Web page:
Before Twenty Seventy-one came Poultry Farm, in which the chickens, geese and turkeys, led by Nigel the rooster, take over the running of their farm from Farmer Cameron.  Arguing that the farmers have long ceased to listen to the poultry, but ruled them with arrogance and lies from the comfort of their elaborate farmhouse, the slogan ‘false facts bad, true facts good’ and the promise to spend all the profits wasted on admin for the farmers union on better veterinary provision, the roosters soon sweep away the old order, only to find that Nigel and his fellow cocks begin to act just like the farmers they replace.  They also replace the motto with ‘true facts good, false facts better’ and famously say that ‘of course the turkeys will vote for Christmas and even gloat about winning it, as long as they can be distracted from reading the menu’.

But it is his most  notorious work I wish to concentrate on.   It follows the experiences of one Wilson Jones a citizen of the fictional ‘Fifty-first State’, a huge shopping mall populated almost entirely by native born ‘Staters’, only a  select few of whom have productive jobs or the money to buy the goods on offer in the dilapidated stores,  The private health system concentrates all its resources (as is only right, a fact apparently lost on Gredwell) on treating the wealthy few and keeping sufficient ‘scroungers’ alive to play alien-hunting games with their mobile devices until they are needed to do some menial task.  Of course Gredwell failed to realise the full impact that cybernetics would have in very few years, making this provision for the health of undesirably indolent citizens almost totally unnecessary.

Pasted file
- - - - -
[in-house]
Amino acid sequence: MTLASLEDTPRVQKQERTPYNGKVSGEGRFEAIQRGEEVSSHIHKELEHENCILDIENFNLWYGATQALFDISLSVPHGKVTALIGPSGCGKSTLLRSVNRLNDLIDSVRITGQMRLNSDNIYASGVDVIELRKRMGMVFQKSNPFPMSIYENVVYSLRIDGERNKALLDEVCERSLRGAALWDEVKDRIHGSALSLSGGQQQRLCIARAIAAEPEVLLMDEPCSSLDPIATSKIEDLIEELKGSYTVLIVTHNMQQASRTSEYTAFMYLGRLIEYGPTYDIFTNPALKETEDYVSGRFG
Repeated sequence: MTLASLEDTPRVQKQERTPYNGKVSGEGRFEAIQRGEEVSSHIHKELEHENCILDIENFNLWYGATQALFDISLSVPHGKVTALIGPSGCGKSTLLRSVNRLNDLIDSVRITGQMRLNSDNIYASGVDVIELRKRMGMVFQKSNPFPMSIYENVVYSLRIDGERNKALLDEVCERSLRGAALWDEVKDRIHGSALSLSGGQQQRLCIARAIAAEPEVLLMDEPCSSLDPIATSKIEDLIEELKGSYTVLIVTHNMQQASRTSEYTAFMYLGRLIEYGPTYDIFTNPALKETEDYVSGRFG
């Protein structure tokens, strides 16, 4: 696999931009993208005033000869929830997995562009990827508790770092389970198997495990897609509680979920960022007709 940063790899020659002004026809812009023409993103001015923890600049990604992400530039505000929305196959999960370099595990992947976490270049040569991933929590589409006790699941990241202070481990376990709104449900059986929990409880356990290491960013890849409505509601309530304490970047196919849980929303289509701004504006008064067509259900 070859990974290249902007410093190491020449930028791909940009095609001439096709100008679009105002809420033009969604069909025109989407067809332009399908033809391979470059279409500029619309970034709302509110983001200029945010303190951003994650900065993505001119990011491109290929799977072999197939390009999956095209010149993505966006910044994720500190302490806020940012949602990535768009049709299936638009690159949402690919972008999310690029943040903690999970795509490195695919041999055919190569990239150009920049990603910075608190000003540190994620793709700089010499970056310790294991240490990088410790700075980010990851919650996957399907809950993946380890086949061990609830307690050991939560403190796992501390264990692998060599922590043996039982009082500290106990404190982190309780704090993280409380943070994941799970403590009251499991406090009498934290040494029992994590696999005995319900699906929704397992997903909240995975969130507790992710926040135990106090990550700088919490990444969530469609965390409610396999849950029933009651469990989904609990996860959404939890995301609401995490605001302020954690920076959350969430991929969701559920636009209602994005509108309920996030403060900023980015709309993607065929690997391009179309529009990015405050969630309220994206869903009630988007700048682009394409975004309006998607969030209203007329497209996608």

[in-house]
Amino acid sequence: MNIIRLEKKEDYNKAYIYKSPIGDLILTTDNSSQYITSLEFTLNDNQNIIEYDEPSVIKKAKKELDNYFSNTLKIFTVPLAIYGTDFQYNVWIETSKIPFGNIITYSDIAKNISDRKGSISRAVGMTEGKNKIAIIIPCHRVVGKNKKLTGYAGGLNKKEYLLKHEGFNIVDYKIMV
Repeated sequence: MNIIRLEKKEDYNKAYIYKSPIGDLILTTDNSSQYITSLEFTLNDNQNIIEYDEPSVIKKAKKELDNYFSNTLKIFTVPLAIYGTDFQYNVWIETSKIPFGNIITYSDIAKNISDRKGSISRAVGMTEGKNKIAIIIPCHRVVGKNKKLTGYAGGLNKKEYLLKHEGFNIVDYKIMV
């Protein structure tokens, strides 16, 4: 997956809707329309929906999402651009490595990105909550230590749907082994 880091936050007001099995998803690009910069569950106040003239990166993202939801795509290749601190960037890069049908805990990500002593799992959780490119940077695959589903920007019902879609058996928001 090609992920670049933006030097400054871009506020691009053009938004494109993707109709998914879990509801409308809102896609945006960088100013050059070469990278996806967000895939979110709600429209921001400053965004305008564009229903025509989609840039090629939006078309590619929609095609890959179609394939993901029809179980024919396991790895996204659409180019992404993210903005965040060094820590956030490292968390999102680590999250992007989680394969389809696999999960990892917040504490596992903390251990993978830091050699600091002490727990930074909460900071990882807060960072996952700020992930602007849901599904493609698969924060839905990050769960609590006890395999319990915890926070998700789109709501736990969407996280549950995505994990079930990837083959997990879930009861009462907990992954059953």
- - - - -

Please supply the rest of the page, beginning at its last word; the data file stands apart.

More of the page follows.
Society is controlled from the offices of Factcorp, Tradecorp and Coolcorp, corporations charged with maintaining order by (respectively) spreading misinformation, ensuring business deals are unopposed by their potential ‘victims’ (we would now say ‘beneficiaries’ of course) and ensuring that no one worried openly about the environment or spread the pernicious doctrine of ‘global warming’.  In one very heavy-handed scene, Jones’s neighbour Alan is seen being taken away to a correctional facility:

xxx“What have you done?” asked Wilson.
xxx“Oh, I’ve been such a fool,” Alan replied, “I went out without a coat on yesterday and my son heard me say that it was surprisingly warm for February.  He reported me to Coolcorp.  I’m so proud of him; I’ve only myself to blame.  Make sure you wrap up well, if you’re going out, Wilson.”
xxxWiping sweat from his eyes, Wilson looked at the old thermometer on the outside wall. It read three degrees above zero on the McMorris-Rogers scale.  Under the peeling piece of paper stuck onto it, he could just make out the old Celsius marking of 38.  The maker’s name and town reminded him that, before the perfectly natural cyclic sunspot activity had removed the polar ice caps and caused the seas to burn off their methane, creating the barmy climate people now enjoyed in the North, there had indeed been a Hull, a few miles South of the coastal city of Beverley.